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husband ‘Blows Top’; KJls Estranged Wife’s Lover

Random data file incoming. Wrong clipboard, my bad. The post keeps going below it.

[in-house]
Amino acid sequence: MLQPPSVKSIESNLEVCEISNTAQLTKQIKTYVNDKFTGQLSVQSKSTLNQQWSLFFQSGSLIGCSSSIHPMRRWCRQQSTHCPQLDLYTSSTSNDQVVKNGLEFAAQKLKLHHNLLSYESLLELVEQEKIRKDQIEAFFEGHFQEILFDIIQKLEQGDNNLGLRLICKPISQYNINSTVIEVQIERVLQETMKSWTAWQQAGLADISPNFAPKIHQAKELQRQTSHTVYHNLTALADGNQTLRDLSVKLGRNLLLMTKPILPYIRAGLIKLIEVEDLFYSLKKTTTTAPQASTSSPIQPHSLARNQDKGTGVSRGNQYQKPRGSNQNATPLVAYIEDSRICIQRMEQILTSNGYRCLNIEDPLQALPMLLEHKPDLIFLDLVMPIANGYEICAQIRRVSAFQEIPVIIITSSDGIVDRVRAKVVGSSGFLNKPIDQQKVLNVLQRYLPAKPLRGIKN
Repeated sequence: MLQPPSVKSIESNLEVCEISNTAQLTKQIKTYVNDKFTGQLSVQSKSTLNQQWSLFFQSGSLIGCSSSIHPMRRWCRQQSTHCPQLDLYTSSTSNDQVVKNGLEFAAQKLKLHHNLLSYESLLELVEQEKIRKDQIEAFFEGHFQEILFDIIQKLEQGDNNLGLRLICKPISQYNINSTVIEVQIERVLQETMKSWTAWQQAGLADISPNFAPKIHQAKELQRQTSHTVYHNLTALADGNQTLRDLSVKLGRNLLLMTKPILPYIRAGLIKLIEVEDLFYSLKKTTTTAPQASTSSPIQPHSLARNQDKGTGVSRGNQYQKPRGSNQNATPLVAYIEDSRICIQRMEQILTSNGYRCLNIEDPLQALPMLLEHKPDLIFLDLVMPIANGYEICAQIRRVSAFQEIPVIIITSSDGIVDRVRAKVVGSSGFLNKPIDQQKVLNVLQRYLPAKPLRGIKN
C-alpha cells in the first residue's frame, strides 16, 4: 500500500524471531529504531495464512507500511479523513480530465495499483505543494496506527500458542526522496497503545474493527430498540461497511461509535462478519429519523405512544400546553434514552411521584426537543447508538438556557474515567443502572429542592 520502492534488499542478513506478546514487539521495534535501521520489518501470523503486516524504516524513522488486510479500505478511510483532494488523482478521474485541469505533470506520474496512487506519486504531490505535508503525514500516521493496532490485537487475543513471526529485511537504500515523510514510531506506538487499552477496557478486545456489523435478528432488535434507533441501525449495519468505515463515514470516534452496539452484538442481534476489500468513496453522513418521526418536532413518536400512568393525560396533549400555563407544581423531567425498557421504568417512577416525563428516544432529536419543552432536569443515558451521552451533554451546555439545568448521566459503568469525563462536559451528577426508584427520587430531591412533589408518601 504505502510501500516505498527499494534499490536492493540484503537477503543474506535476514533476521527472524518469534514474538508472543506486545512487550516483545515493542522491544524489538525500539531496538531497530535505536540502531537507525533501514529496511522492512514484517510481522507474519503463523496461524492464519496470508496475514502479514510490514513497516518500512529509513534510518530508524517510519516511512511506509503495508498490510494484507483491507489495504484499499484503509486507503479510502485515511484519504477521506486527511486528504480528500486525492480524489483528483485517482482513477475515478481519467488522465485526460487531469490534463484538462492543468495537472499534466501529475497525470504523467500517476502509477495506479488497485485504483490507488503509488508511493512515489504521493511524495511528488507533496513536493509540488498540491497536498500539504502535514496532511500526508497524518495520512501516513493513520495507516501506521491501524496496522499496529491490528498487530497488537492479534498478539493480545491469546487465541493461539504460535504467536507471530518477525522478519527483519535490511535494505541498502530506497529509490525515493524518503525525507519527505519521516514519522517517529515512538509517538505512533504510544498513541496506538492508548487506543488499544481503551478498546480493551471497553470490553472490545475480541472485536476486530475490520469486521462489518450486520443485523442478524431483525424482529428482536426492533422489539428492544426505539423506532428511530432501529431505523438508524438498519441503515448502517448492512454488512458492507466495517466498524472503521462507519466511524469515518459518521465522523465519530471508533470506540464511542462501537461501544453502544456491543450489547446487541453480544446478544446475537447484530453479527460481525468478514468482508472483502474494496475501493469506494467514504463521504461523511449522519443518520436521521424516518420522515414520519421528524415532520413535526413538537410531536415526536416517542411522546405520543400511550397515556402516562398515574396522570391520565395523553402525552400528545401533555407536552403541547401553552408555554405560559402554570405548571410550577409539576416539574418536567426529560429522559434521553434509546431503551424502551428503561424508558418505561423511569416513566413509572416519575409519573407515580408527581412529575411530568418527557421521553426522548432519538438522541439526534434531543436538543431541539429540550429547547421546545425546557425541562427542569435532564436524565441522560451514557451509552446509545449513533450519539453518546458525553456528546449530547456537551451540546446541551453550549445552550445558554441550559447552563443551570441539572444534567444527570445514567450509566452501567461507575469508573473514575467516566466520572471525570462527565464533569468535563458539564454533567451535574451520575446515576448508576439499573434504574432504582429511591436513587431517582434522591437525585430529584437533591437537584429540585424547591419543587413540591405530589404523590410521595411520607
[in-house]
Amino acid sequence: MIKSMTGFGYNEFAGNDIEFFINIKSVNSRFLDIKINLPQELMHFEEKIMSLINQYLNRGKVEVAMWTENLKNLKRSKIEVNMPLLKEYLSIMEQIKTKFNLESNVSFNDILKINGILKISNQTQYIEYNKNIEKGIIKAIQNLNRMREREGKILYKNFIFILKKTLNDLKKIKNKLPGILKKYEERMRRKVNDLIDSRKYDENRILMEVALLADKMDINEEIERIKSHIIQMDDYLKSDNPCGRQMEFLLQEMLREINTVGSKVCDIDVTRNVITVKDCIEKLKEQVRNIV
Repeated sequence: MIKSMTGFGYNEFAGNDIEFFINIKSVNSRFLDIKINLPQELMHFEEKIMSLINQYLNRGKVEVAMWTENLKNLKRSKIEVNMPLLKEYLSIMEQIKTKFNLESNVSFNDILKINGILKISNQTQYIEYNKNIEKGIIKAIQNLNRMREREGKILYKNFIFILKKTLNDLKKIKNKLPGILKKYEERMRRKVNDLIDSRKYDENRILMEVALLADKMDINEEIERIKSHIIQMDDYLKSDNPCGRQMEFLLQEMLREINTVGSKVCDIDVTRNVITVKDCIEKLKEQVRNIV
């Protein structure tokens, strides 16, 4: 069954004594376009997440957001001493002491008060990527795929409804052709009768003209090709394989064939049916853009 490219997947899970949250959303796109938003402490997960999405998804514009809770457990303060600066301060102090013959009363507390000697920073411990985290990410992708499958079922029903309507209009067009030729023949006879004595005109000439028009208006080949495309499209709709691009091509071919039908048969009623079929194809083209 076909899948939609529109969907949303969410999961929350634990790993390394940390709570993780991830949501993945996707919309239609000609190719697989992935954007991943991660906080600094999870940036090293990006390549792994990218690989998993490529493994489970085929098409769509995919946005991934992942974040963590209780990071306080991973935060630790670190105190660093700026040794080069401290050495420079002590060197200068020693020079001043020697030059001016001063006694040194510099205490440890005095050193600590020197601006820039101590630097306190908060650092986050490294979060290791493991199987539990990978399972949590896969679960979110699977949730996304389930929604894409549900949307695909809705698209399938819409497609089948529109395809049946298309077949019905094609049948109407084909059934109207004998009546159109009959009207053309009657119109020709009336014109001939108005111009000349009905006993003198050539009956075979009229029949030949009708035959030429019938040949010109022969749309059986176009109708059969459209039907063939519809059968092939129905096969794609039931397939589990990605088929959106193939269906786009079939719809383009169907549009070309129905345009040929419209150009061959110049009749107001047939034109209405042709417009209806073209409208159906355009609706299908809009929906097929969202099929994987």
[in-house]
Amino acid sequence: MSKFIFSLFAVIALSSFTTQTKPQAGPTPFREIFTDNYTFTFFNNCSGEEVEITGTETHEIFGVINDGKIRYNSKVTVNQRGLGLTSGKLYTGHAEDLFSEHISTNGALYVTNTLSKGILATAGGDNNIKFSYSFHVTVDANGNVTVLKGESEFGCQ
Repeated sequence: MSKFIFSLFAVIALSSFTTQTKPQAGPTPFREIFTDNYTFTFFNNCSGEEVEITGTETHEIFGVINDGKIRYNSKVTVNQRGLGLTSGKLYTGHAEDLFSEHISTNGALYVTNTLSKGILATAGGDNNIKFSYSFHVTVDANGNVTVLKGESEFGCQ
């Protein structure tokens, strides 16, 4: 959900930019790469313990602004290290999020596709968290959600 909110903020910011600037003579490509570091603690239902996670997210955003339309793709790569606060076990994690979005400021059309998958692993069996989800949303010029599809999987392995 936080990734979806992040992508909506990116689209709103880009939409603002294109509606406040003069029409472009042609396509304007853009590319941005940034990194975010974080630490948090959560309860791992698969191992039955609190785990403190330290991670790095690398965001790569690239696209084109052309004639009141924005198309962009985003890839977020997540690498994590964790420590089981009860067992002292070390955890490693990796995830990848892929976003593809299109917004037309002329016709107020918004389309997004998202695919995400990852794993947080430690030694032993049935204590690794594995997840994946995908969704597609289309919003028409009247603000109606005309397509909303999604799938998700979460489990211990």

10 PACES I A FULL OF NEWS IOL. XIX—NO. 21 '"wWl " *9 ■' '■'’ ■rJC WTfT : 1 . illillliilllm P*'"»c-“--\"«t'wßKL n •■■ .&*&§& ■r •”<.,, >■. v >jt r >.v' JK«HkI%SIv *9mt££■ ■■■ ‘ 4-.: 4-- #^y ( .® ; &\ ■ . 1.. ;jKS»B!MHW^»^^ 1 •.: •(•.•; ; i Kr& „„ 4:11 Warn ■?s- <s - ' M* ' : “/• t 1 -/‘jV"*- VC7’ <; ’V *- ‘,Y ,Y Hr .- If - ■ ..."■ ■- • p- '.zSiJßnifi •-- - ; -, ,;•' ■• ■Br?' •*»*•, >u> m]u •at of Iho llln*trl<in« member* I holla slama Thrta *ororlty at radinir Iho National A**orlatlon I Colored Women'* Club*, Inr* olt recently In Oklahoma City, ikla. seated, loft to rlaht, are: A ’ i IE, • ’Jjj (harlf* <•. Dlirir<* Intro , ? rs !H * r T lory ■■Mnnor. at the Patriotic held on Bello Me Marva Wins First Skirmish Pf Legal Battle With Champ I In the first legal skirmish between Heavyweight Champion Joe Louis and his pret ■ Marva Louis, the champion came off second best when the judge, in a pre-suit ( n njr, granted Marva an increase of a SIOO in her weekly allowance. ■ f ne hearing before Judge Michael Feinberg followed a conference between at for liouis and those representing Mrs. Louis. This conference was held in an Kfnt° an # rop °!.al was submitted by ' in the hope that „ , br *‘cepted by his wife. ' *‘>»r the proposal had been * by Mr *- Ix»uia’ attorney. * announced that they would H accept. j lhou,h Attorney Bindley Cy l!M* Pr,, * ntlnf Mrl - LOU| »- h » d , prlor 10 th » confartnca that «t had eipreaaed a daalra irj all efforts to -1,. , 1 ,t '*' war* abandoned J « property settlement was * hy Mri - Louta. , M. A T. h ° ‘o Detroit this ' o 'lnwm, » brief |rl f0 r „„. I'*" “ ™«Bd in . Roll "'•* h **“ *•- *Orr« °*° ,hrou « h with the i* 0 !'? not *•**' wh>t b « *• * settlement. hborflß.w ° “' nuer Johß w rtl *»l«s the proffered Isl W ' SSyjt LEADING NEG IkO WEEKLY OF MICHIGAN 2146 St. Antoine SOME ILLUSTRIOUS DELTA SORORS Malllo Q. Brown, WDhrrfam aaN *er*lty, noted club woman and odnoator; I»r. Mary Marina, Chi cago, phy*lrlan and rlnh womaai and Itr. Mary McLeod Rethane, SHOWING THEIR PATRIOTISM la«t Monday wlirn more than SO.* 000 person* heard Hiftrs and man/ other speakers talk about the patriotism of the rare. This Detroit Bows At Last Services Held For School Teacher, Miss M. Pelham Detroit hesitated Tuesday in Its dynamic surge in the manufacture of stream-lined automobiles and national defense products to bow in reverence to a venerable woman whose fragile shoulders, grown weary after packing the burdens of life for upward of DO years, took flight to the peace and con tentment of another land. Mias Meta Pelham, whose life span reached back to the days of slavery, died last Saturday in her home. 1167 W. Hancock The fun eral serTlce* were held In the fam ily residence, the Her. William H. Peck, pastor of Bethel AMF church delivered the sermon Interment was in Elmwocd cemetery. Robert A. Pelham, a brother Washington. D. C.. and Mrs. Sarah (Continued on page t) Daytona Boarh, KUu and Wa*h. Inaton, D.C., head of Niefro Af fair*, MY A. Standing aro: Vic toria Mr Call and Mr*. Robert l.antoln, on the loral del'rn*e board. tins one of the largest gatherings of eolored people In the history of Michigan. Retired Policewomen Get Silver Tray* To Honor Their Service Last Wednesday, members of the Woman's Division of the Police De partment. honored the live recently retired local policewomen at a luncheon at the home of Mra. flladys smith. 3719 Fourteenth street. Kach retired officer was presented • silver tray, upon which were inscribed the dates on which they entered the service and the date of retirement. The honorees present were: Mrs. Sallle Darden. Mrs. Jean Walker. Julia d’ArcaTnphell. Mra. Nellie Welcher and Miss Erickson, also ths daughter of two of the retired officers. DETROIT, MICH., SATURDAY, AUGUST 9, 1941 BOY BEATEN AFTER GOBS START RIOT Whites Trying To Oust Colored Family Police Protection Demanded By Owner Os Home When bis white truants ceased paying their reut Hn<l moved out of his house at 1724 rot ter street last week, the colored owner, Edward Scott, of the 8-Mile road district, accepted a deposit and rented the house to a colored tamily. The new tenant, Albert Herndon, an employee at the Northwest gar bage plant and the father of nine «hildren, moved in thix week, and white neighbors immediately start ed a campaign to oust the colored family. They went to the owner and protested, but Mr. Scott in formed them that he had already rented to Herndon, a law-abiding Ameriean citizen with whom he worked in the Detroit Sanitary de partment. and that he had no right to ask him to move. Scott further pointed out that he. himself, for merly occupied the same dwelling on Porter street and reared his family • i*rr, having moved only because he purchased a larger home in the 8-Milc road district some years ago. The white committee then went to the Herndons on Porter street and told Herndon they didn't want any Negro families in the neigh borhood and ordered him to move or take the consequences. After listening to the committee's ultimatum. Herndon advised them that he saw no necessity for mov ing. regardless of what happened Police officials were informed of the tense situation and promised to assign special officers to protect the home and prevent trouble. Leach Asks $25,000 Damages Sues Dr. Giles For Slander Charging that he had been "in jured. and damaged in his said practice and standing" by "false, malicious, scandalous and defama tory words," and by a "malicious'' and "libelous" report. Dr. Jesse 1,. Leach, of Flint, has instituted suit in the Superior Court of Cook County. In Chicago, asking dam ages of $25 000 against Dr. Roscoe C. Giles, Chicago physician and surgeon. The action was started last week when Attorney William H. Harri son. representing Dr. Leach, filed the bill of romplaint in the suit. The defendant haa fifteen days to answer the charges for the plain tiff. Two Counts In Bill The Flint physician and surgeon names two counts tn his hill, one In which he accuses Dr. Giles of making false statements about him. and tn the other he charges the Chicagoan, a prominent physi cian and surgeon, is publishing a false report libelous to fits charac ter and reputation. The suit Is the direct outgrowth of the ousting of Dr. Leach in 192 b as president of the National Med <( ontlnued «,n page t) ASKED FOR HIS CHANGE; SHOT BY LANDLADY Charles Berry, S2. of 1001 Fred erick, waa positive that Mre. Fannie Keys, 54, 523 E. Kirby, did not re turn the change to a live dollar hill he gave her for some drinks. Ho persistent was Charles In his pro testation lhat an argument fol lowed. and during the argument Mrs. Keys Is alleged to have shot Berry with a 12-caliber revolver, thit bullet striking the victim In the right shoulder. Berry eald fie *nd his brother. Columbus Berry. 5338 Beaublen. had gone to Mrs. Keys’ houte end had been drinking when the argu-j ment over the chance developed. I SPEAKER ..V g. m Wr^ EgSHT Mrs. Mary Itcthnne “Fight For The Right Might” Plea Made By Mrs. Bethune "The Clock has struck Twelve. This is your opportunity. You are to get up and go after it. Fight for the right to fight." If Mrs. Mary McLeod Reihune. one of America's "fifty greatest women." eminent government worker *nd club and church woman, had said no more to the huge crowd of about 20.000 Ne groes Sunday afternoon. August 3. at Belle Isle, where she was guest speaker at the ‘•This-ls-Our-Amerl ca-Too" program, she would have made history. For Negroes cheered lustily rs this ambassador of the Federal Government spoke those words in ringing tones as to her feeling as to what Black America must do to secure its progress. Frequently interrupted by ap plause from the huge audience, which, otherwise was most quiet and attentive, as she struck home time and again in her remarks. Dr. Bethune seemed to he tilled with the very seriousness of Ihe occa sion and spoke frankly, pointedly and briefly. This Is A lliuli Bay "This is a high day in America,” were her first words. Continuing, she said, "1 would rather he liv ing today than at any other time In the history of the world." She com pared the gloomy oullook of the Negro of 7r, years ago with the happy future of the 1941 race man. "From chains of slavery." she said, "we are sitting here under Ihe canopy of democracy." And, when she spoke most reverently. "God Bless America," 20,000 Negroes gave heartiest approval tn one of the most rousing demonstrations w§ have witnessed. "How I wish our illustrious President Roosevelt could be seat ed on this platform." went on the eminent leader, ‘‘getting a taste of the loyalty and fidelity of the black people of America." Here again she was forced to slop for applause. She paid a tribute to Democracy’s leader as a man interested in the utmost in fairness and justice to tho races. Must llate laity Fnlty Is the watchword, sett NYA’s supervisor. It we have that, "we can always advance front the lowly rounds of ignorance and poverty." She warned the listeners, however, that, to get a full share, we must be prepared. We cannot watt for others to bring things to us. For, after ail, the hands con tinue thetr way around the clock's face, and we may be left out. '''Pre pare and get’ ready.” ehe requested, "to perform duties in every fleln.’’ A tenderer theme Dr. Bethune touched, when she proudly showed that Negro motherhood "has never produced a traitor, a Benedict Ar nold.” And humorously, ehe ealri. "I'm eo happy I’m as black as I am. I’m a full-fledged American*, not afraid to be called a Negro.’’ Mast Join Whites Negroes must join hands with (Continued on page t) Slashed Across Stomach Carl Rmnthers. 45, 651 Division, was severely rut In a fight at Di vision and Hastings Sunday night Rmathers told a friend that he had bad a fight with a fellow known as Esses Red. Hmatbera waa slash ed across the abdomen. Worker Beats Suitor To Death In Street Fight Killer Held On Manslaughter Charge . WINDSOR, Ont.—"l saw him with my wwe, and just blew my top," said 28-year-old Morns Harding. I*B2 Mercer, when lie surrendered to polite after beating Wildfred (Jrinoage, 34, 977 Howard, to death shortly after midnight last Satur day in a street fight. Harding appeared before Magis trate D. M. Hrodie Tuesday after noon and was formally charged with manslaughter. Bail was set at $7,000 and preliminary hearing was fixed fo r Aug. 13. Harding, who is employed in the same foundry where (Jrinoage worked, has been est ranged from his wife, Audrey, since 193'.*, saw (Jrinoage leaving her in front ot Mrs. Harding's home. 1020 Mercer. Mrs. Harding said Grlnogue was saying good night when her hus band came up behind the two and struck Grinoage. Grinoagc went •.own under the impact of the blows. Mr*. Harding entered a nearby dairy and telephoned police and called Dr H- D. Taylor. When the two police constables arrived at 12:37 Grinoage was dead. In the meantime Harding who waa accompanied by two compan ions, Myron Talbot, 19. of 542 Mer cer. and Ferguson Jenkins. 32. of loyg Mercer, left. They accompa nied Harding tn his car when he drove to the Mercer street address in searth of his wife. Harding told polite that he had sent Jenkins tn his wife's home to ask her to meet him. The man re turned and told Harding that his wife was not at home. "I thought I might find her and with Jenkins, picked * p Talbot. We were going along Mercer when I saw a car slop In front of my home. I saw Grinoage hand my hahv over to my wife and the auto In which thev were riding drove away. "I said 'here I am.’ and we fought with our fists. I hit him and h*' fell down. 1 got back in my car and drove away." Grinoage came to Windsor early last Winter from Chatham where he was buried Wednesday. Mrs. Hard ing. who admitted "keeping com pany. hut not steady” with Grin cage. said she met the dead man about three months ago. VICE PRESIDENT 8m V «m ■ I m Mrs. Christine 8. Smith. Detroit, who was elected vice president • f the National Association of I lab Women at the meat aa tloaal conference held la Okla homa City, Okla. CLIFFORD 2924—PRICE 5 CENTS PER COPY NECK BROKEN | j jtv < *.*• 4«(A Herbert (opening Youth Breaks Neck In Fall Helping Father Collect Freight One of the most outstanding young men of Ferndale. Herbert Thomas (’opening Jr . son of Mr and Mia Herbert Copening. Mitchelldale was laid to rest Sab bath Pay. August 2. from the Sev enth Day Adventtea church. Hart ford and Cobb, at 2 pni . with Elder L. H. Bland offloiating. I'nuaually sail was lhifuneral because of the sudden and unex pected d*ath of the boy. He. along with James ('lark, was collecting freight for his father at Mnntgnm ny Ward's plant at Grand River and Greenfield, when, trying to tie a knot tighter, he slipped and fell. (Continued on page 2i Boys, Sharpen Your Teeth Because There Will Be Plenty Os Hot Dogs Through the goodwill and public spirit of various merchants and business men, final plans have been com pleted for the first annual Tribune Newsboys* Ticnic. This gala event will take place at 10 a.m. Saturday, Aug. 23. at Belle Isle, where ice cream, milk, hot dogs and candy will bp served free to all Tribune carrier*. Prize* will be given. Detroit Tribune newsboys are tbe leading salesmen in the city. It is because of their untiring service that The Tribune and it* co-spon soring merchants are sparing uo pains to make this day, Aug. 23. the biggest in the memories of these boys. The Detroit Tribune newsboys committee has been headed by Wil liam J. Neal. American Red Cross instructor, and Nathaniel Leach, a teacher in the city public schools. •‘Donations are still coming in, al though the deadline was set two weeks ago.’’ says Neal. “It Is sur prising” he continue*, “how many people are Interested In doing something for our Tribune news boys who nerd all the encourage ment they can possibly get. - ’ All carriers planning to go. and all full-fledged Tribune newsboys are expected, can get full details by calling at The Tribune office. 214« St. Antoine. Only Tribune newaboys are ell- ] gihle. They may come to the office not later fan Aug. 21 to ret tlckete permitting them to attend. Old Crime Jumps Out After 5 Long Years To Haunt Defendant A five-year-old felonious assault charge surged to the front Tuesday to confront Covington, ,17.! when he was arrested recently In Inkster ou a minor charge. Fin-, ger prints of Covington proved he was tbe man police had been seek- f tng since Oct. It, 19.16 when he is alleged to have slashed Mrs Rather Clarke, manager of the Touralne hotel, on the tace and arm with a. rator. (t ontlnned oh pace f) IN MICHIGAN 7 CENTS ELSEWHERE Cars On Way To Belle Isle Stopped Sailors Are Disciplined For Their Action Assurance was given a commit tee of Negroes Wednesday after i noon by Captain R. T. Broadhead of the l nited States Naval Armory (that every effort will be made to prevent further fracases between enlistees at the school and Negroes who may desirr to enter in and enjnv the atmosphere of Belle Isle Park. Senator Charles Diggs and Dr. iJ. .1. McClendon, president of the Detroit NAACI*. and Ilyases Boy kin and Samuel I*. Bills of The De troit Tribune comprised a commit tee which met with Captain Broad head to consider means of further preventing any untoward incidents. Captain Broadhead stated that all members of the armory have been placed on probation until Sunday. All haste is being made to ascertain who the guilty persons were. However, 150 sailors were to go to Belle t .o Wednesday, under probation, f*<r a social event. Sunday afternoon, it was report ed hy senator Diggs, several cara of Negroes drove to his home to complain that they were being pre vented from entering Belle Isle by sailors who made them turn back. Dr. McClendon reported that he had received information also. Several Negroes are said to have been injured Sunday, the night of the same dav of the We-Are-Ameri i ans-Too program in the Shell. Kvents of the day had been peace ful. and all citizens of arv race who came got along on good terms. No sailor was hurt Sunday. One was treated for wounds Monday. Captain Broadhead expressed re grets for ihe happening*, one on Sunday, the of her Monday He mentioned that ninny of the bova <( ontinued on puge 2i • TRIBUNE PICNIC FACTS aa * a Place: BELLE ISLE aa a a Date: AUGUST 23 aaaa Time: 10 A.M. aaaa Refreshments: Free Ice Cream, Candy, Hot Dost, Pop. Amusements: Baseball, softball, athlst> ics, racing, horse shoe pitching. Prizes: Free to all winners. Who Goes? Eligible Newsboys, who can got tickets at Tribune office Aug. 19, 20 and 21. No refreshments without tickets.